Geoscientists Without Borders, BGC Engineering and IsraAID
Project in Uganda Has Success with GEL EC CFU Kits in the Field

Paul Bauman Geophysics provides geophysical equipment in support of humanitarian exploration efforts.

Project and Problem

A foundational assumption to borehole repair and drilling programs is groundwater from a borehole is healthier and safer than water from a spring.  Hydrogeologists are typically taught that the ground surface, particularly clays, protect against the infiltration of animal and human waste into groundwater. The standard belief is the earth acts as a filter, removing toxic contaminants along the groundwater flow path, including dangerous bacteria.

In a Geoscientists Without Borders (GWB) sponsored project in Northern Uganda, geoscientists from BGC Engineering’s humanitarian foundation BGC Squared, partnering with the NGO IsraAID, wanted to see if this is actually true in rural village environments in Northern Uganda: Is a clear African stream less safe than a rusty, old hand pump where cows, goats and chickens are gathered?  Is a hillside spring a greater threat to human health than a hand pump where women are collecting water, washing clothes and cleaning pots?

Rather than assume rural African groundwater is safe and surface water is unsafe, Paul Bauman of BGC and Selda Edris of IsraAID wanted to test various water sources for bacteria. However, rural, remote areas in Uganda have no electricity, incubators, or labs. It is difficult to transport chemicals in these settings or to filter samples, and some water quality tests require unreasonably strict hygiene requirements for handling samples in the field. His team needed a simple testing method optimized for field testing in low resource areas.


BGC’s Principal Geophysicist and Hydrogeologist, Paul Bauman, created a team including geoscientists from BGC Engineering and the WASH lead from IsraAID. Funding was provided by Geoscientists Without Borders, Kingston-North Kitsap Rotary Club, BGC Engineering, and Paul Bauman Geophysics. Selda Edris of IsraAID recommended Bauman use the Aquagenx GEL EC CFU Kit to test for E. coli.  It is a 100 mL field test that generates Colony Forming Units (CFU) without membrane filtration equipment. GEL Kit components only include plastic bags and packets of Aquagenx growth media.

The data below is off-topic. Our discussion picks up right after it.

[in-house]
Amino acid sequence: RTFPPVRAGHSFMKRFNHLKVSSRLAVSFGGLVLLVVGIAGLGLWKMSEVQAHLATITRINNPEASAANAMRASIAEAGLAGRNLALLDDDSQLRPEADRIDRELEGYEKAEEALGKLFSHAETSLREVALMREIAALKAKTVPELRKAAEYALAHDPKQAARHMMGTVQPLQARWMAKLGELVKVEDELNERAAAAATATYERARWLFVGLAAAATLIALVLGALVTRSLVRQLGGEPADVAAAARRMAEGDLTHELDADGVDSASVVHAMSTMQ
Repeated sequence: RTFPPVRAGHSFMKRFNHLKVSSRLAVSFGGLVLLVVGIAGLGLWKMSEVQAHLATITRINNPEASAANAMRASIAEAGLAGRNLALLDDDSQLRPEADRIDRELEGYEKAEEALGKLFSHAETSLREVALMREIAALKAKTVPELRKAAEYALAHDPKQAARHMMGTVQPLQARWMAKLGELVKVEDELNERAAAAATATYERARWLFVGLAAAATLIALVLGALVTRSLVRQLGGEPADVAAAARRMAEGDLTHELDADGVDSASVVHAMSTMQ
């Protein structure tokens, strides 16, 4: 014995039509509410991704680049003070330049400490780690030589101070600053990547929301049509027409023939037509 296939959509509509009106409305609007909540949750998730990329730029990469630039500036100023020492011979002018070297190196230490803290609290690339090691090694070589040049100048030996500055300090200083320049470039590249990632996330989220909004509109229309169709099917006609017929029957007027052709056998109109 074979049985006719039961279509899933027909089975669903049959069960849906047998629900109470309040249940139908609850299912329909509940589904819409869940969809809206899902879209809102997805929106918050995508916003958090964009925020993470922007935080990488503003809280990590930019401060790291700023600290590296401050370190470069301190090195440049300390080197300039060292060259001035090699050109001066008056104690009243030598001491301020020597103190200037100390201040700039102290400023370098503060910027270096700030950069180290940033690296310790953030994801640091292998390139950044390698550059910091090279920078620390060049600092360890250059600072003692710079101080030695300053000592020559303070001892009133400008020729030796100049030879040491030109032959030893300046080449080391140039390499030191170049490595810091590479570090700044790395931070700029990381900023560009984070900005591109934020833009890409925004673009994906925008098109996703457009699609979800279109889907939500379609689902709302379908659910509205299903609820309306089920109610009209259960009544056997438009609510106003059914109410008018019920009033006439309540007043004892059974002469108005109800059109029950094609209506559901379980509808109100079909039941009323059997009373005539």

Water was tested at each hand pump repair site, including a few of the repair and new well sites from Bauman’s 2018 Geoscientists Without Borders and IsraAID program. In all the Ugandan sites where villages lack a well and are reliant entirely on springs or rivers for drinking water, Bauman also collected surface water samples for E. coli testing. Samples were taken from nine springs, each of which serves as the main water source for a community.

Test Results

All nine springs had high to extremely high CFU counts, with eight of the springs having counts greater than 30 CFU/100 mL, and four of the springs having counts greater than 100 CFU/100 mL. Most of the communities dependent on springs as their primary drinking water source complained of diarrhea, typhoid and cholera.  Of the 11 hand pumps that were sampled, all had CFU counts of 4 CFU/100 mL or less, with four having CFU counts of 0 CFU/100 mL. The message is clear: from a microbial perspective, groundwater is safer than surface water.


“The Aquagenx GEL Kit enables CFU testing for E. coli where it was previously impossible in rural, low resource areas,” says Paul Bauman. “It is advantageous for field testing because it requires no incubation, no filtering, no electricity, no difficult-to-transport chemicals, no media preparation or multiple pieces of equipment. The GEL Kit is relatively simple to implement.”

Bauman continues, “The Aquagenx GEL EC CFU Kit is a game-changer. I’m impressed with how well they work and with the test results. In our Uganda project, the GEL Kit definitively and unambiguously demonstrated that groundwater is safer than surface water and spring water. These kits will be a regular part of any similar program I carry out in the future.”

Images courtesy of Paul Bauman